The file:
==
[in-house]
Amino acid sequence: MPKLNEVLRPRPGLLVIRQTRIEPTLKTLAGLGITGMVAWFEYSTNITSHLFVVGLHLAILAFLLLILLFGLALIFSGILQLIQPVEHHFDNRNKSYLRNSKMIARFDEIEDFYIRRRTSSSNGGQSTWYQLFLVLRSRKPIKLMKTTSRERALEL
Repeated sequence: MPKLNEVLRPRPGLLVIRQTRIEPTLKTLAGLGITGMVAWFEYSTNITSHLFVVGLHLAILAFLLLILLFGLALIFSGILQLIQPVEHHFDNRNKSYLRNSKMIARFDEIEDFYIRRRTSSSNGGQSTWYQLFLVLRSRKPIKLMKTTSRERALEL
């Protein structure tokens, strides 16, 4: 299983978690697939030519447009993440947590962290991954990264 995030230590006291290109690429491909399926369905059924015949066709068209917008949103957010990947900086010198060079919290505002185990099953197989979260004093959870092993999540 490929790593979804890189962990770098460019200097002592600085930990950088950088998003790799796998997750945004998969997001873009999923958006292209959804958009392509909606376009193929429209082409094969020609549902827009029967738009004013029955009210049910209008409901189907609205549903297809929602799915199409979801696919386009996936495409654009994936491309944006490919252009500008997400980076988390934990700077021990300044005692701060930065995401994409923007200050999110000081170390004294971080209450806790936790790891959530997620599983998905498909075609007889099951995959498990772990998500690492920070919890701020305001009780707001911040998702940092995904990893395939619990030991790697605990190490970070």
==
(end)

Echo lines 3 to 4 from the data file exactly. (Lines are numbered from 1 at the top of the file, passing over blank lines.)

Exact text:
Repeated sequence: MPKLNEVLRPRPGLLVIRQTRIEPTLKTLAGLGITGMVAWFEYSTNITSHLFVVGLHLAILAFLLLILLFGLALIFSGILQLIQPVEHHFDNRNKSYLRNSKMIARFDEIEDFYIRRRTSSSNGGQSTWYQLFLVLRSRKPIKLMKTTSRERALEL
């Protein structure tokens, strides 16, 4: 299983978690697939030519447009993440947590962290991954990264 995030230590006291290109690429491909399926369905059924015949066709068209917008949103957010990947900086010198060079919290505002185990099953197989979260004093959870092993999540 490929790593979804890189962990770098460019200097002592600085930990950088950088998003790799796998997750945004998969997001873009999923958006292209959804958009392509909606376009193929429209082409094969020609549902827009029967738009004013029955009210049910209008409901189907609205549903297809929602799915199409979801696919386009996936495409654009994936491309944006490919252009500008997400980076988390934990700077021990300044005692701060930065995401994409923007200050999110000081170390004294971080209450806790936790790891959530997620599983998905498909075609007889099951995959498990772990998500690492920070919890701020305001009780707001911040998702940092995904990893395939619990030991790697605990190490970070």